Jewish, Armenian Old City neighbors unite to contest renovation plans

"Historic cooperation" between Jewish Quarter and Armenian Quarter neighbors, says Armenian attorney; "The chances of having an agreement are very low, unfortunately," says Kevorak Nabaladian.

September 9, 2019 01:00
3 minute read.
Jewish, Armenian Old City neighbors unite to contest renovation plans

An Armenian priest enters a church at the monastery compound in the Armenian Quarter in Jerusalem's Old City June 8, 2010. The Armenians in Jerusalem now fear their 1,500-year-old Christian presence may disappear. Their society and extensive landholdings risk becoming collateral damage in a demograp. (photo credit: REUTERS)

The Jerusalem municipality is hoping to reconstruct the Armenian Patriarchate Road, the sole vehicular access road that serves the Jewish and Armenian quarters.

Residents of the Jewish Quarter met municipality representatives last Thursday for a public presentation about the proposed project, after an anonymous letter was disseminated among residents that spread rumors about city plans.

Aner Ozeri, director of Old City Development at the Jerusalem Development Authority (JDA), told residents that while no deal had yet been struck between the city and residents of the Jewish and Armenian quarters, there are plans under discussion with the goal of moving forward sometime next month.

Ozeri, who came to the meeting with maps and schematics, explained that the road’s current infrastructure was built nearly 50 years ago, and that today it is inadequate for residents and tourists. He said that people swarm the Old City throughout the year for festivals, celebrations and state ceremonies.

There were 3.3 million tourists to Israel in 2014, with 74% visiting the Western Wall and 68% visiting the Jewish Quarter, the two most-visited sites. In 2018, tourism exceeded four million people, and 2019 is showing a 10% rise.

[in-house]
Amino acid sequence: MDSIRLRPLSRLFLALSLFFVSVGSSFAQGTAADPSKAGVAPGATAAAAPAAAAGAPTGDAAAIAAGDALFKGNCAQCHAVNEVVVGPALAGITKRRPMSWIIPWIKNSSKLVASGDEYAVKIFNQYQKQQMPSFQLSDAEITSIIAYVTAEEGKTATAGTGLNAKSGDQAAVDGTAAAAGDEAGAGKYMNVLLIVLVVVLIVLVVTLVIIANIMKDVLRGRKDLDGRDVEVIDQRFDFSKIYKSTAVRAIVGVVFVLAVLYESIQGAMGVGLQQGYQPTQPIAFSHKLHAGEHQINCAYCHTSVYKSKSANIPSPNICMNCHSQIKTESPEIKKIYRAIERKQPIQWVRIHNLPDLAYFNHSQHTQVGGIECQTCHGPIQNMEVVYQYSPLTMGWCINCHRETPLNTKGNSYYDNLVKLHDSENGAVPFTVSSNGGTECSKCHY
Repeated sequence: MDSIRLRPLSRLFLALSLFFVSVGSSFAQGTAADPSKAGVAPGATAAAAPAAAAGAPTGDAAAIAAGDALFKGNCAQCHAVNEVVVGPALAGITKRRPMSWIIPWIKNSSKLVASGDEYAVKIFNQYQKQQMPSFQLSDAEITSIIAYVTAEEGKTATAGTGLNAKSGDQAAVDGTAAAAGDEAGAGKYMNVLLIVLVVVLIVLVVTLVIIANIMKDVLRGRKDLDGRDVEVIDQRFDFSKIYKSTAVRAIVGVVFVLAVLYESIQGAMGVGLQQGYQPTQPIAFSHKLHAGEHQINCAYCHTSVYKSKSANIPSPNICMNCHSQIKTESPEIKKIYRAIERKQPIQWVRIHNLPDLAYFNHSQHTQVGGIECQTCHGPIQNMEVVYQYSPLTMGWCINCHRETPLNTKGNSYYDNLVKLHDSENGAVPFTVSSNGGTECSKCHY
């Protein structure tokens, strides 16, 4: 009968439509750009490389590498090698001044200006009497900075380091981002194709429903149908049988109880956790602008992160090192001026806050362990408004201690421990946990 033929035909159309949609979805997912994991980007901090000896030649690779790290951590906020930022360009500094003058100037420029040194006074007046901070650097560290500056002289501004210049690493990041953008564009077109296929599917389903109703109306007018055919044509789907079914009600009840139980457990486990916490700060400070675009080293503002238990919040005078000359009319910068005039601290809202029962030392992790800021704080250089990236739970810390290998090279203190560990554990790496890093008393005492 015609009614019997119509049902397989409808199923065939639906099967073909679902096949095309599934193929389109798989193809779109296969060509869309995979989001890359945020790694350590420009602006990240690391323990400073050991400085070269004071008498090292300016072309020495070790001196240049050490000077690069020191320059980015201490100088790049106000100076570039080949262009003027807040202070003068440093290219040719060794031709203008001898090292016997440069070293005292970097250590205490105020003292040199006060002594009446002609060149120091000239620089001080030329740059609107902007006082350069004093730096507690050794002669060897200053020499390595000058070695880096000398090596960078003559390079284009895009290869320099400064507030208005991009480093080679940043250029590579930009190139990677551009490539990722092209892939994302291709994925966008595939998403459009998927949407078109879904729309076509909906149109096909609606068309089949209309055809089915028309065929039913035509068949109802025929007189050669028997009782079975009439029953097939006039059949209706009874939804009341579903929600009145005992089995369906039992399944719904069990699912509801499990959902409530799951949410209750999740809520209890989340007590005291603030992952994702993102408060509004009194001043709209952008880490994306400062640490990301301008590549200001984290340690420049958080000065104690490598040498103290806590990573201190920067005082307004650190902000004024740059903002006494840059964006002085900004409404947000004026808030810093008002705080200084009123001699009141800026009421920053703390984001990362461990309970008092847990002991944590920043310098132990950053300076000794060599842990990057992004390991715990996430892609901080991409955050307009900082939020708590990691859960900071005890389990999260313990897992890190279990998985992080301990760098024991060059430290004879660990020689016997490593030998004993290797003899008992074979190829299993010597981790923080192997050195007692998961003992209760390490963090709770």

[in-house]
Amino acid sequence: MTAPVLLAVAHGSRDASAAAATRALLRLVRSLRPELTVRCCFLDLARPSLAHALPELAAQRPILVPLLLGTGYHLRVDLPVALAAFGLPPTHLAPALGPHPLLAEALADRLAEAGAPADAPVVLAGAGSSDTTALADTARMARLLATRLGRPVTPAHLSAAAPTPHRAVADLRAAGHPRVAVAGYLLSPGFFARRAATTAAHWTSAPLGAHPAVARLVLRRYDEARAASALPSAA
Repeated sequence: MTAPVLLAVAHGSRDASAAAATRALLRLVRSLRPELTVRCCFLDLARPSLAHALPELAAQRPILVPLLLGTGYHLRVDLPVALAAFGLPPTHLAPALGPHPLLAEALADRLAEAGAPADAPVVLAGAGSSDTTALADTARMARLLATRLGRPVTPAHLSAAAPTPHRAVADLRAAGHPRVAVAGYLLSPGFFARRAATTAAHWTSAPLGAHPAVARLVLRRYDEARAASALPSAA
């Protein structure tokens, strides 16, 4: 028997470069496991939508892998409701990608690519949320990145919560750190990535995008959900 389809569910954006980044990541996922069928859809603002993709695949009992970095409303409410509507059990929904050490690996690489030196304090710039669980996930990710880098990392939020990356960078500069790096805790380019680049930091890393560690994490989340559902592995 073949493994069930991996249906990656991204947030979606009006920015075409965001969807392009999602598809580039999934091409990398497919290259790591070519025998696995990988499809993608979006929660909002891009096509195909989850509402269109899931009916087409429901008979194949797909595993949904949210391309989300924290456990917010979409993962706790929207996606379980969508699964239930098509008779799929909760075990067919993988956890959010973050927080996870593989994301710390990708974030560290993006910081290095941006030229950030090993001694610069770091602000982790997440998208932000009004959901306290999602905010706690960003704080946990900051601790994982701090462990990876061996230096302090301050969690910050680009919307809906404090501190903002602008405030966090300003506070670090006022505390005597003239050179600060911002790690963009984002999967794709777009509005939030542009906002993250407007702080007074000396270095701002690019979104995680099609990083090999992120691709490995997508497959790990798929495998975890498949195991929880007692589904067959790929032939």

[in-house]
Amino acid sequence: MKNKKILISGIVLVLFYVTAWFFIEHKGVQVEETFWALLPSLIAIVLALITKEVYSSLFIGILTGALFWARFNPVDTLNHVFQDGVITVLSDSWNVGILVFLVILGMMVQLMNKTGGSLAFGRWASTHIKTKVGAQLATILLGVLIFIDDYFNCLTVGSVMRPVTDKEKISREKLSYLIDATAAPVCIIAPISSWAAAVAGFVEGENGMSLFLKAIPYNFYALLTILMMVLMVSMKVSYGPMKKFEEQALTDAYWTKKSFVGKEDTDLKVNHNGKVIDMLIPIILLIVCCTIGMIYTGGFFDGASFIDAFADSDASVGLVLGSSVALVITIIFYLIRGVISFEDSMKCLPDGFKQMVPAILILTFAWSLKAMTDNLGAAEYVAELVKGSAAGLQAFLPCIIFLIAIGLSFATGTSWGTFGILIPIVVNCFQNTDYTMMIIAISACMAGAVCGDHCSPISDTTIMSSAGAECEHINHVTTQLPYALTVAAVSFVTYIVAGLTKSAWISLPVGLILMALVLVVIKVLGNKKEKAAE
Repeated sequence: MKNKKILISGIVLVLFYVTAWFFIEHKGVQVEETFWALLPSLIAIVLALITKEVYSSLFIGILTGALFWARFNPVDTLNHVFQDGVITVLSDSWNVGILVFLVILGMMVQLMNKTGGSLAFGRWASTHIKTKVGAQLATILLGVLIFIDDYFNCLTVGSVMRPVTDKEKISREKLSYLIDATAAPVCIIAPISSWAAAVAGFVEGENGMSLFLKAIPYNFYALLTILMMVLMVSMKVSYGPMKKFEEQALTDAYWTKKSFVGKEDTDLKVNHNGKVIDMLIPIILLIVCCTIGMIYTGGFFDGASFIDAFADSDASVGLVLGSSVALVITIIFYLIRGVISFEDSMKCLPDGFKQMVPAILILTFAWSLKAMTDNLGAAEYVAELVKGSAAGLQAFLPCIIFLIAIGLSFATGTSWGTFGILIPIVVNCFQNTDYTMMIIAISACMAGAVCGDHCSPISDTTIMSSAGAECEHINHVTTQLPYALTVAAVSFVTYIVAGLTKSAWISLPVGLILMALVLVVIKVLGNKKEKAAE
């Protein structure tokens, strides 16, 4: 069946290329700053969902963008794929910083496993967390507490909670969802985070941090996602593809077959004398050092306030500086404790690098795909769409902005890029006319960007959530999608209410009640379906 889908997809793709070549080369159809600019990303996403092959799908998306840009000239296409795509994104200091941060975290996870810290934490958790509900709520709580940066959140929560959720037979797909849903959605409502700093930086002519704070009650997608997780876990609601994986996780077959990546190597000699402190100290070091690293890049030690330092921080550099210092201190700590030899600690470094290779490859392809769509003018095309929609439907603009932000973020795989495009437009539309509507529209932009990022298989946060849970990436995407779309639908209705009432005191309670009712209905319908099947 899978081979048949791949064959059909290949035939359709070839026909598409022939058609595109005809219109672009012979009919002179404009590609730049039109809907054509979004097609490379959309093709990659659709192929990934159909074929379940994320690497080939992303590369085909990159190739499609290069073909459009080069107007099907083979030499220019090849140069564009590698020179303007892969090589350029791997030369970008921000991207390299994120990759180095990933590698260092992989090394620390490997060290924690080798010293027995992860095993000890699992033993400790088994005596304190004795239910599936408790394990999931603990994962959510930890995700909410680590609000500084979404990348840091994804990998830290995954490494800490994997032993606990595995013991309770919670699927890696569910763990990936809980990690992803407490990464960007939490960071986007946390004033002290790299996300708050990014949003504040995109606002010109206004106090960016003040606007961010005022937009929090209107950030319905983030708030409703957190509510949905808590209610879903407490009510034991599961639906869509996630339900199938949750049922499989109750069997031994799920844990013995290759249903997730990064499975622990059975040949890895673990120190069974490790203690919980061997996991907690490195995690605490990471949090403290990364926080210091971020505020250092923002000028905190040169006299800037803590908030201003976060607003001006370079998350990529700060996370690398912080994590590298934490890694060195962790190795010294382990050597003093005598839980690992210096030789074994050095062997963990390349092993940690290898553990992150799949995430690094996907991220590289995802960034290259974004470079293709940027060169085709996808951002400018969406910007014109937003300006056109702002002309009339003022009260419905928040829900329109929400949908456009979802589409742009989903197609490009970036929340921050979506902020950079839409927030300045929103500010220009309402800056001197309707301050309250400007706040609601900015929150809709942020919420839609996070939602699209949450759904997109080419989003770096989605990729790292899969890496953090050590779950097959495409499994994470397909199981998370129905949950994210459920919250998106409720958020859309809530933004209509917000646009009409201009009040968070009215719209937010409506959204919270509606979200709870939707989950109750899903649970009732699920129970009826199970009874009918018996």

The proposal is part of a city development plan, first considered four decades ago and that has largely not changed. The plan involves visually unifying all the Old City gates, Ozeri said, but did not disclose anything further due to the negotiations.

The plan will be carried out, if approved, by the municipality and JDA. It will require 24/6 construction and 24/7 closure of a 300m. section of the Armenian Patriarchate Road. Renovations would extend from the police station near the Tower of David Museum until the Zion Gate, likewise requiring partial closure of the road that continues to the Batei Machse Road reaching the Dung Gate.

Ozeri said construction will last approximately three-and-a-half months, and should begin immediately following Sukkot.

The plan would likely require the residents living on the road to relocate during construction. The city told Armenian Quarter attorney Kevorak Nalbandian that it would be willing to pay up to NIS 5,000 per month to each relocated family. However, he said this would not cover the cost of the short-term rental.

“They are giving an injection of a minimal payment, if at all,” Nalbandian said. “The chances of having an agreement are very low.”

This is not the first time the city has attempted to move forward with this infrastructure project.

In 2016, Jerusalem Affairs Minister Ze’ev Elkin put a moratorium on a prior version of the plan, which involved twice as much reconstruction and was scheduled to be worked on only during daytime hours, requiring as much as four years of work.

Shosh Selavan, chairperson of the Jewish Quarter community council, has been negotiating with the municipality to agree on an efficient, though not ideal, transition for residents of the two most-affected quarters, and for tourists.

“Instead of a wider-scale, full infrastructure reworking, we are seeking to... get the work done in the shortest possible time, thus reducing the amount of inconvenience,” Selavan told The Jerusalem Post.

There were many residents who spoke at the meeting, taking the opportunity to mention other Old City challenges with the JDA and municipal staff, including poor transportation, crowded parking lots, emergency services, delivery of goods, getting repairs done, and students commuting to the several schools in the vicinity, all of which are ongoing issues.

Many stood up to protest the plan, described by some as tantamount to asking for “suicide” and “chaos.”

Yossi Ben-Shahar, former head of emergency services for the Jewish Quarter, said he sees any such plan as “life endangering and unfeasible.” One of his concerns is the logistics involved in bringing several ambulances to the Jewish Quarter or Western Wall for a possible multi-injury occurrence, in getting the injured out of the Old City to a hospital, and having emergency access to the Christian Quarter.

Historian and lawyer Brig.-Gen. (res.) Dr. Yaakov Hisdai turned to the audience and asked, “Is there anyone in this auditorium who is in favor of the plan?”

Not a single hand was raised in the full auditorium. Then, loud applause broke out.

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